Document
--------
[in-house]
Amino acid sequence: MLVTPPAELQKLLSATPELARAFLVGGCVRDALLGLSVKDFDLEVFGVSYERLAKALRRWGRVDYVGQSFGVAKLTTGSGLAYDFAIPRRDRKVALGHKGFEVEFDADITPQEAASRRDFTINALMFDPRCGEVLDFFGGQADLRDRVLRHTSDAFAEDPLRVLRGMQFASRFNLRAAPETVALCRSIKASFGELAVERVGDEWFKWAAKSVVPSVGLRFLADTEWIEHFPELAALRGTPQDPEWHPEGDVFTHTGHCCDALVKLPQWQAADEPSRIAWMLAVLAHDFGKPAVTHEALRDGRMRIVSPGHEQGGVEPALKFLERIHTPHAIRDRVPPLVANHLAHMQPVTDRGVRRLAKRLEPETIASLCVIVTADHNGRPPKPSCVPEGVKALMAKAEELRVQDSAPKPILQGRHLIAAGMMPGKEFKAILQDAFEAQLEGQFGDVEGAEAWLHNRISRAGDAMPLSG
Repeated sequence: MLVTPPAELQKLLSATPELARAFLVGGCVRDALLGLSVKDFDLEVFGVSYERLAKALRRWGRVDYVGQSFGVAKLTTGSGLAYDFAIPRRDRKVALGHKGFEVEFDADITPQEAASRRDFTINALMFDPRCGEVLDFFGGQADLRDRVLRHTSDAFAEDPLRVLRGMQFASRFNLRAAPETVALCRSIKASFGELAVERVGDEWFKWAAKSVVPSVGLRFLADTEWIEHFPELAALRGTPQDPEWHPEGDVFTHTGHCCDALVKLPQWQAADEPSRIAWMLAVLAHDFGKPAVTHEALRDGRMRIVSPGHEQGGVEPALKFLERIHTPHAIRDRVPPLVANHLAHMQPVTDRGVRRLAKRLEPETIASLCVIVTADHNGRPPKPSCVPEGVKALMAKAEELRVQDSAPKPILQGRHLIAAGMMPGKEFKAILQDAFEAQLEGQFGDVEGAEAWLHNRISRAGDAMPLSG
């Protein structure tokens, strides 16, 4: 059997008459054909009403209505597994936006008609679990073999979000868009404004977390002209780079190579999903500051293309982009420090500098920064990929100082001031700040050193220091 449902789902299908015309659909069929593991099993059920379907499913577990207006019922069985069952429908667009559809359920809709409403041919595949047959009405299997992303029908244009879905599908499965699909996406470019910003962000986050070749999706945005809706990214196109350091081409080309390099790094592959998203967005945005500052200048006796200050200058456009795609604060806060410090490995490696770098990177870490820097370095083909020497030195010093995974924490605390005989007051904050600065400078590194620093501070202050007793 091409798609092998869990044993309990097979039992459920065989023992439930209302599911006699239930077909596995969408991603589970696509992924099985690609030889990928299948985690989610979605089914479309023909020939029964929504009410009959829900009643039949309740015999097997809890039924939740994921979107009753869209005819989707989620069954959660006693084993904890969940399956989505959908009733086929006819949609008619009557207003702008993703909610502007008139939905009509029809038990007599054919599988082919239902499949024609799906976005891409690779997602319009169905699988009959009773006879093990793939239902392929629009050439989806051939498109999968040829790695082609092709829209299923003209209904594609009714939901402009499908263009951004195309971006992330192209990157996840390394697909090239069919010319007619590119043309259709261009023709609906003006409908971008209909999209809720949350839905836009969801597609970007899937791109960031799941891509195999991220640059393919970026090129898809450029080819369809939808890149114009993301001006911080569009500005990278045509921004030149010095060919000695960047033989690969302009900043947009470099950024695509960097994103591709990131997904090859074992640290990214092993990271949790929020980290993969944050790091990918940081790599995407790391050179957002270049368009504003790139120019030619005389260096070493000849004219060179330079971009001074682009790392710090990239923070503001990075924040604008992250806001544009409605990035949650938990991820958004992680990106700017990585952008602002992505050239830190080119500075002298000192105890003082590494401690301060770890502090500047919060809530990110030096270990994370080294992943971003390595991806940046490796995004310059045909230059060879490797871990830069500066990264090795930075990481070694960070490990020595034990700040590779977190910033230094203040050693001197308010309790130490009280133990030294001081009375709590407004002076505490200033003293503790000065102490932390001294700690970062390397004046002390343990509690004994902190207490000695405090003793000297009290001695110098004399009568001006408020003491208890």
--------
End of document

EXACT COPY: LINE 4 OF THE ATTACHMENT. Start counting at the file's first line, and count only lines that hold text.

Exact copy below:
């Protein structure tokens, strides 16, 4: 059997008459054909009403209505597994936006008609679990073999979000868009404004977390002209780079190579999903500051293309982009420090500098920064990929100082001031700040050193220091 449902789902299908015309659909069929593991099993059920379907499913577990207006019922069985069952429908667009559809359920809709409403041919595949047959009405299997992303029908244009879905599908499965699909996406470019910003962000986050070749999706945005809706990214196109350091081409080309390099790094592959998203967005945005500052200048006796200050200058456009795609604060806060410090490995490696770098990177870490820097370095083909020497030195010093995974924490605390005989007051904050600065400078590194620093501070202050007793 091409798609092998869990044993309990097979039992459920065989023992439930209302599911006699239930077909596995969408991603589970696509992924099985690609030889990928299948985690989610979605089914479309023909020939029964929504009410009959829900009643039949309740015999097997809890039924939740994921979107009753869209005819989707989620069954959660006693084993904890969940399956989505959908009733086929006819949609008619009557207003702008993703909610502007008139939905009509029809038990007599054919599988082919239902499949024609799906976005891409690779997602319009169905699988009959009773006879093990793939239902392929629009050439989806051939498109999968040829790695082609092709829209299923003209209904594609009714939901402009499908263009951004195309971006992330192209990157996840390394697909090239069919010319007619590119043309259709261009023709609906003006409908971008209909999209809720949350839905836009969801597609970007899937791109960031799941891509195999991220640059393919970026090129898809450029080819369809939808890149114009993301001006911080569009500005990278045509921004030149010095060919000695960047033989690969302009900043947009470099950024695509960097994103591709990131997904090859074992640290990214092993990271949790929020980290993969944050790091990918940081790599995407790391050179957002270049368009504003790139120019030619005389260096070493000849004219060179330079971009001074682009790392710090990239923070503001990075924040604008992250806001544009409605990035949650938990991820958004992680990106700017990585952008602002992505050239830190080119500075002298000192105890003082590494401690301060770890502090500047919060809530990110030096270990994370080294992943971003390595991806940046490796995004310059045909230059060879490797871990830069500066990264090795930075990481070694960070490990020595034990700040590779977190910033230094203040050693001197308010309790130490009280133990030294001081009375709590407004002076505490200033003293503790000065102490932390001294700690970062390397004046002390343990509690004994902190207490000695405090003793000297009290001695110098004399009568001006408020003491208890």